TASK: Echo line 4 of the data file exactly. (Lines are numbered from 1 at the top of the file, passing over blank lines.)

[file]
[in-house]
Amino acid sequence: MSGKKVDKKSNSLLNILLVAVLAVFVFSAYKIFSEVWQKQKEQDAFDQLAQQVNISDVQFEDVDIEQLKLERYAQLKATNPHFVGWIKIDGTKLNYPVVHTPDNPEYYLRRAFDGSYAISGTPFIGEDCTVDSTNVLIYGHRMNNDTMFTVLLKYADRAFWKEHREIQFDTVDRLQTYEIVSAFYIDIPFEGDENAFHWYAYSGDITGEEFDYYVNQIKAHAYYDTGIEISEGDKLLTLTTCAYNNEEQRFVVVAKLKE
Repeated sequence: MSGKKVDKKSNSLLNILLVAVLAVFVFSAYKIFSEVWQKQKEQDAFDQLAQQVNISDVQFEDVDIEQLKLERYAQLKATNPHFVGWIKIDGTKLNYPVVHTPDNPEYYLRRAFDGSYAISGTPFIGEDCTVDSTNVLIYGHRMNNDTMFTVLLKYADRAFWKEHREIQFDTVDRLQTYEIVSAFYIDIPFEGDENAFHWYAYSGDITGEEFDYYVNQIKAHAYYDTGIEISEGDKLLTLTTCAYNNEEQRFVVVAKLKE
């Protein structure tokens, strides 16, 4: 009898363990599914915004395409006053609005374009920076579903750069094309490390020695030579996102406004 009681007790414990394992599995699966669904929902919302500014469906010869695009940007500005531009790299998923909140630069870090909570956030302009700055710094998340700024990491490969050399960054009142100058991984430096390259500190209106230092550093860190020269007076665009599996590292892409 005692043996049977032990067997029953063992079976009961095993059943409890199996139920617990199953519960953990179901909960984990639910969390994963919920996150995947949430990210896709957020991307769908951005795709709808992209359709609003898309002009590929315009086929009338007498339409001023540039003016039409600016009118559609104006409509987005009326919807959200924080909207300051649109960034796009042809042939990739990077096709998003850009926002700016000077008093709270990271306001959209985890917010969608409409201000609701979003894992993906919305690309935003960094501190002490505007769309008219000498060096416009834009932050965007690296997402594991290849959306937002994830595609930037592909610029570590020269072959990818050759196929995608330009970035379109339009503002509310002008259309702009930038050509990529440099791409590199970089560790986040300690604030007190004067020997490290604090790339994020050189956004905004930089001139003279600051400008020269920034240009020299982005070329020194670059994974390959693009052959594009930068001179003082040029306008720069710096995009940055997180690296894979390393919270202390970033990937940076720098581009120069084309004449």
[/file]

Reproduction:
């Protein structure tokens, strides 16, 4: 009898363990599914915004395409006053609005374009920076579903750069094309490390020695030579996102406004 009681007790414990394992599995699966669904929902919302500014469906010869695009940007500005531009790299998923909140630069870090909570956030302009700055710094998340700024990491490969050399960054009142100058991984430096390259500190209106230092550093860190020269007076665009599996590292892409 005692043996049977032990067997029953063992079976009961095993059943409890199996139920617990199953519960953990179901909960984990639910969390994963919920996150995947949430990210896709957020991307769908951005795709709808992209359709609003898309002009590929315009086929009338007498339409001023540039003016039409600016009118559609104006409509987005009326919807959200924080909207300051649109960034796009042809042939990739990077096709998003850009926002700016000077008093709270990271306001959209985890917010969608409409201000609701979003894992993906919305690309935003960094501190002490505007769309008219000498060096416009834009932050965007690296997402594991290849959306937002994830595609930037592909610029570590020269072959990818050759196929995608330009970035379109339009503002509310002008259309702009930038050509990529440099791409590199970089560790986040300690604030007190004067020997490290604090790339994020050189956004905004930089001139003279600051400008020269920034240009020299982005070329020194670059994974390959693009052959594009930068001179003082040029306008720069710096995009940055997180690296894979390393919270202390970033990937940076720098581009120069084309004449």